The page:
Q What about pop singing in France, people like Johnny Halliday?
A No, Johnny Halliday is something to do with publicity. We don’t consider him a singer in the same way. He and even Francoise Hardy are more like glamour idols.
Dress them in some new fashions and they look fine and you can sell them to the youth.
Also they have good faces and they move very well on the stage. But when you are French and you call yourself Johnny Halliday you’re starting off on the wrong foot.
Francoise Hardy is better. She sings the British or American arrangement – but she sings typical French songs. She doesn’t take an American song and translate the words into French…
In America there are only a handful of people who can really move a big audience, like Danny Kaye, Sammy Davis Junior, like Sinatra, maybe Judy Garland – and now Barbara Streisand, of course.
Out of 200 million people only five entertainers can move an audience in this way. We must make this distinction between various entertainers.
In England there are the Beatles. In Europe though maybe not in England, they move only the youth. In France, Spain and Italy people still don’t understand the Beatles humour, their spirit.
No, Johnny Halliday is something to do with publicity. We don’t consider him a singer in the same way. He and even Francoise Hardy are more like glamour idols.
Q Do you appreciate the Beatles?
A Oh yes, very much. They sing very good songs you know. And I also like their movies. Because thy don’t take themselves seriously. They are not dupes. They laugh at themselves too.
Q In France one notices a sort of tremendous self satisfaction about French culture and history, almost a smugness…
A Oh yes, you are right, too much so: because we had in our country Zola, Voltaire, Pasteur, people think they themselves are Moliere, Zola and Voltaire…
But in fact as in every country I suppose, when you meet a good Frenchman he is really good – brilliant like Jean Paul Sartre, Alan Renais, the director, and other people not so well known.
But I think, like in every country, in my opinion in France you get 70% of the people who want to be against everything: religion, policies…but in fact they are very ordinary.
Also Frenchmen don’t open their hearts easily. You have to be patient. But when they give you their friendship then you know you have got it for good.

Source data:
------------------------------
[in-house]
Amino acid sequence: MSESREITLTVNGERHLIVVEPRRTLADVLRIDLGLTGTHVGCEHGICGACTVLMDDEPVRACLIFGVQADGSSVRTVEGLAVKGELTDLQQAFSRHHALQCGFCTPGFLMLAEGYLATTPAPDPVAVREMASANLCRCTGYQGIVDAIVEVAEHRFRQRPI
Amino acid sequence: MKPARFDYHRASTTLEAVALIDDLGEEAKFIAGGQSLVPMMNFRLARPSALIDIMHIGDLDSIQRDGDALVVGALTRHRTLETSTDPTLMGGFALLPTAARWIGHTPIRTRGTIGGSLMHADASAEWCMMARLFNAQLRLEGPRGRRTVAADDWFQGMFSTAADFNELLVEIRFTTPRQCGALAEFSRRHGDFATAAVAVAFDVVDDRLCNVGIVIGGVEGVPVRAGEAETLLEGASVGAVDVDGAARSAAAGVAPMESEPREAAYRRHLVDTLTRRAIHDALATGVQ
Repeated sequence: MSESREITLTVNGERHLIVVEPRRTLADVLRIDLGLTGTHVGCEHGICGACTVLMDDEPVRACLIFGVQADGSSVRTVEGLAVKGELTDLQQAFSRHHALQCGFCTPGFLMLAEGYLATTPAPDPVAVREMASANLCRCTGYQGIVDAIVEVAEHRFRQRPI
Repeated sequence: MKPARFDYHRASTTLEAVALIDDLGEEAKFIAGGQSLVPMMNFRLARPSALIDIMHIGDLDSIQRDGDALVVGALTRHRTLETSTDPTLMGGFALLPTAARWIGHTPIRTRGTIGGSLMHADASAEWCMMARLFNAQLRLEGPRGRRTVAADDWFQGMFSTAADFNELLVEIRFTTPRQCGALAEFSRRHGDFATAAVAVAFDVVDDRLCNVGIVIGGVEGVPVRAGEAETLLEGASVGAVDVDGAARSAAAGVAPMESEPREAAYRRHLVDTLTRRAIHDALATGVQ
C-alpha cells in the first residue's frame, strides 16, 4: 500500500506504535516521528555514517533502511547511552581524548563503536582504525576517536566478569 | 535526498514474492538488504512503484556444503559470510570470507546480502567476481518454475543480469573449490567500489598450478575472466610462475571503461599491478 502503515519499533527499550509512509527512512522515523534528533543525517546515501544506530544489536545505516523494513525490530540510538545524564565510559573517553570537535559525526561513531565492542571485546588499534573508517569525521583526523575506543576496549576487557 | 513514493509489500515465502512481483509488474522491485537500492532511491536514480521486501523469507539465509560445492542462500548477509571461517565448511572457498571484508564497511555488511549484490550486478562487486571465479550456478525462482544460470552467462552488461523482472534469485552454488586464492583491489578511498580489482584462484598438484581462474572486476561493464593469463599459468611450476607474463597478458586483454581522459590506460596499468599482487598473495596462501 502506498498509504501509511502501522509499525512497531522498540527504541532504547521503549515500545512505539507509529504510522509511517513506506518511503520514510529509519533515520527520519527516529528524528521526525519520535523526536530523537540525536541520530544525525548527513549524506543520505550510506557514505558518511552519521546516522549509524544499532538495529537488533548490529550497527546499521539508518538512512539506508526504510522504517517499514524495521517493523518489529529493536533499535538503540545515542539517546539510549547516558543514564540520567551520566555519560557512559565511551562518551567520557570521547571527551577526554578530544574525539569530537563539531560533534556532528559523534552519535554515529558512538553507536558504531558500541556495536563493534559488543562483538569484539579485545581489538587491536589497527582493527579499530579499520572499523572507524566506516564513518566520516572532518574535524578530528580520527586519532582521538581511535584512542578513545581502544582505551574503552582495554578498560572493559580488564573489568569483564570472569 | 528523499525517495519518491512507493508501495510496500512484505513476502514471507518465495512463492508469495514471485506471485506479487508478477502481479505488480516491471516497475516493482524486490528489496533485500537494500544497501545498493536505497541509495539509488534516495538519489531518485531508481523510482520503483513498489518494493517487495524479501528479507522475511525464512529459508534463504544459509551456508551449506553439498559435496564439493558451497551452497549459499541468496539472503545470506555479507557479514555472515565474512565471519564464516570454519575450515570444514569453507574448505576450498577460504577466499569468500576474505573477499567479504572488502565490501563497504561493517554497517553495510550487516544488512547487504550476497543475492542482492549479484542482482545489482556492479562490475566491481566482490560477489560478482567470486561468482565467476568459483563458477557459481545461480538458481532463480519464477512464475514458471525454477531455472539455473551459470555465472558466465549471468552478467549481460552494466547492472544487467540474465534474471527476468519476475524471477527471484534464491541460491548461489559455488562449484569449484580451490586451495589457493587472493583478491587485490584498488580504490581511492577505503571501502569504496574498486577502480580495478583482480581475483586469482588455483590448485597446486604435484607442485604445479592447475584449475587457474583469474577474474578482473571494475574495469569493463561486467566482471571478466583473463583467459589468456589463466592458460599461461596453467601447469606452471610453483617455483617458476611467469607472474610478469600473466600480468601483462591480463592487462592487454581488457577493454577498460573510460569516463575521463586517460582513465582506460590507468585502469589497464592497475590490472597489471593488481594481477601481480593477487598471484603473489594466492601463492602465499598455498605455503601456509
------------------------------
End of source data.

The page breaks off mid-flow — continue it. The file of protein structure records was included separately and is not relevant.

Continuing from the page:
Q What do you think of what Andre Malreaux the Minister is doing in the French cultural world?
A Oh tremendous. He has opened a house of culture in every big city, even in the suburbs of France.Though of course, people are what they are, and perhaps not enough people use them.
Q You are a friend of Picasso?
A Yes, like many other people.
Q Do you know why he suddenly decided to accept the Lenin Peace Prize recently after refusing it for years?
A No, I don’t know…But don’t forget he is Spanish. Don’t forget that for Spanish people who fought in Spain they don’t care about what happened in Budapest or any other place.
They suffer from Fascism in their country. For him, even though his heart may be breaking, he sticks to one line, as with Vietnam.
Q Part of this film you are now making is set in Vietnam?
A Yes, we are going to do some shooting there. But it is something we try to be perfectly neutral about…
Maybe we won’t go. I don’t know yet.
It’s for the director to decide.
When I say ‘neutral’ I mean we forget the American position or the Vietcong position.
In making this picture we worry about what happens to the people in this situation. The human being is important whether one side or the other is right, in the meantime there is killing every day!
Q Have you been in any of the French Nouvelle Vague films? You seem to have been caught up in the Hollywood world in the last few years…?
A Oh no, the last picture I made was directed by Alain Renais who is only 29 years old – a masterpiece called ‘Un Homme et Une Femme.’
I simply do pictures which interest me because I think it is impossible to live in a glass house and say ” I’m just an artist living for my art. Don’t bother me with the rest of the world.”
If you say that you are just an idiot. I don’t want to carry the flag and shout slogans n art or in politics. It looks ridiculous…People might say, oh, it’s easy for him to take a stand.